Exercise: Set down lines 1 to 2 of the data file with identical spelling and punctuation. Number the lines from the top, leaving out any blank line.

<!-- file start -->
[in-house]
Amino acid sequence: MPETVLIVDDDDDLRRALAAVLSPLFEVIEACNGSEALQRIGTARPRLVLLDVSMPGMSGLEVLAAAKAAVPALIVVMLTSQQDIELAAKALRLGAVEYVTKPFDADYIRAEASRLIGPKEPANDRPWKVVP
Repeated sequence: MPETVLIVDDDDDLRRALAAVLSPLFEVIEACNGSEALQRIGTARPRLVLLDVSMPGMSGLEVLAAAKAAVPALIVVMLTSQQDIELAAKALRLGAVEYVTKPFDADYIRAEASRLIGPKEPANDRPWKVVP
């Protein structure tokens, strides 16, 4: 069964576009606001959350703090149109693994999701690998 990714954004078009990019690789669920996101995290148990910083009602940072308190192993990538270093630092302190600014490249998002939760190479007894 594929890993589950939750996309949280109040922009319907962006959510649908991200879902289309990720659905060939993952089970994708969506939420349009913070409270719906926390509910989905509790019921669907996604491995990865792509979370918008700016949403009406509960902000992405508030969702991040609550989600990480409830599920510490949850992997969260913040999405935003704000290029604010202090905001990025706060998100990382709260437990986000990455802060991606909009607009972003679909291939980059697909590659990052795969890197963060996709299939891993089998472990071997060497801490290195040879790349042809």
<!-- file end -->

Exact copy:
[in-house]
Amino acid sequence: MPETVLIVDDDDDLRRALAAVLSPLFEVIEACNGSEALQRIGTARPRLVLLDVSMPGMSGLEVLAAAKAAVPALIVVMLTSQQDIELAAKALRLGAVEYVTKPFDADYIRAEASRLIGPKEPANDRPWKVVP